Hypertonic Fluids Don't Seem to Aid Brain Injury
TUESDAY, Oct. 5 (HealthDay News) -- Early administration of
hypertonic fluids after a severe traumatic brain injury (TBI)
doesn't improve patient outcomes, a new study finds.
Hypertonic fluids are solutions that contain increased
concentrations of certain electrolytes and are believed to help
reduce intracranial pressure following a brain injury.
Previous research has suggested early administration of
hypertonic fluids to severe TBI patients may improve the likelihood
of survival, but there have been no definitive findings from large
This new study included 1,087 patients with severe TBI who did
not have shock caused by blood loss (hypovolemic shock). Some
patients received hypertonic fluids before they arrived at hospital
while others received normal saline solution.
After six months, both groups of patients had similar survival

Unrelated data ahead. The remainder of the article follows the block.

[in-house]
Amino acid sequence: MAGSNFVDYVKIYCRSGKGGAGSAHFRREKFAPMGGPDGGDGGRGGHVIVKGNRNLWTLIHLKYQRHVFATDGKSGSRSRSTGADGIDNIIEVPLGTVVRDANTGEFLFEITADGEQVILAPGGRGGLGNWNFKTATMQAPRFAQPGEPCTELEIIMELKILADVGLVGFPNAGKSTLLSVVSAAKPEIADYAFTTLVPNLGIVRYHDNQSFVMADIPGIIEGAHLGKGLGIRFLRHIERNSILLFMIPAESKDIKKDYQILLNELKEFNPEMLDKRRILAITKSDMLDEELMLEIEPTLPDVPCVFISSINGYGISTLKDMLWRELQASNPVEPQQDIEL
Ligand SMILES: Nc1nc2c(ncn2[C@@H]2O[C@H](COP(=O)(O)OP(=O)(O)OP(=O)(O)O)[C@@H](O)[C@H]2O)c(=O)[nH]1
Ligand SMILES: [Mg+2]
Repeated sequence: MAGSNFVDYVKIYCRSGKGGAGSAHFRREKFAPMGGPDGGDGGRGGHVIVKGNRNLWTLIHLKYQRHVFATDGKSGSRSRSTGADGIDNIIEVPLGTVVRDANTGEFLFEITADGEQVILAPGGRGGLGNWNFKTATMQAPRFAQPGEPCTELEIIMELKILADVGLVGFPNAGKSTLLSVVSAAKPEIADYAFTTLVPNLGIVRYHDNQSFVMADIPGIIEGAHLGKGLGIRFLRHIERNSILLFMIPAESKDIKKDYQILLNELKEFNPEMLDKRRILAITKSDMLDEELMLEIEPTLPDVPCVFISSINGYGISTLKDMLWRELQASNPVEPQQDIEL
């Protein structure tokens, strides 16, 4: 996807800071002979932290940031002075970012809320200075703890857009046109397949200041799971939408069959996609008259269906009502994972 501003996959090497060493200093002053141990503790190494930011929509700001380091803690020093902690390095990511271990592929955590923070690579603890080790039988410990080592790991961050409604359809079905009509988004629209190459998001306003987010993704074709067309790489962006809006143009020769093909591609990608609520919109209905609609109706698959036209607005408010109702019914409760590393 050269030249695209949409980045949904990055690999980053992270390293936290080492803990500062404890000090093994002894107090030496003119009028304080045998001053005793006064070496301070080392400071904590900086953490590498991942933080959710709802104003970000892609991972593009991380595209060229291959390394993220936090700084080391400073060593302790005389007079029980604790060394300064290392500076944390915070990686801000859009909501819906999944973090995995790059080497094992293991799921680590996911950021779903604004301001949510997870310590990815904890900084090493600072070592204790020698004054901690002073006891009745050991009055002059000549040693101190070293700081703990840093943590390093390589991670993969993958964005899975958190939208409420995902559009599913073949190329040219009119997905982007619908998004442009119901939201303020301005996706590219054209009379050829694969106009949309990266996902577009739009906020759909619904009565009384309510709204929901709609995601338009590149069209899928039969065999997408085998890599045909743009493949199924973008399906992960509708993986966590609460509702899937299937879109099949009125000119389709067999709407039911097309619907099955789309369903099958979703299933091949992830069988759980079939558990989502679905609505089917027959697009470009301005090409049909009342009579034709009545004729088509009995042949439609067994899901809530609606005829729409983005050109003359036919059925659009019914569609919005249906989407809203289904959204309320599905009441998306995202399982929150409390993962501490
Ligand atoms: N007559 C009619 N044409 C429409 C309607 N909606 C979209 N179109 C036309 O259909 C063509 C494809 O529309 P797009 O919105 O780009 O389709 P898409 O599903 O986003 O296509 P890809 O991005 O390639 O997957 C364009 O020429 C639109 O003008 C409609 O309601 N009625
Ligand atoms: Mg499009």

and disability rates, according to the report published in the Oct.
6 issue of the
Journal of the American Medical Association.
"In summary, in this randomized controlled trial, we were unable to demonstrate any improvement in 6-month neurologic outcome or survival for trauma patients with presumed severe TBI without evidence of hypovolemic shock," wrote Dr. Eileen M. Bulger, of Harborview Medical Center in Seattle, and colleagues, noting that the patients all received a single large dose of the hypertonic fluids, compared with normal saline, in a setting outside the hospital.
"While this does not preclude a benefit from such treatment were it administered differently, at present there appears to be no compelling reason to adopt a practice of hypertonic fluid resuscitation for TBI in the out-of-hospital setting," she concluded.
The U.S. National Institute of Neurological Disorders and Stroke
has more about
traumatic brain injury.
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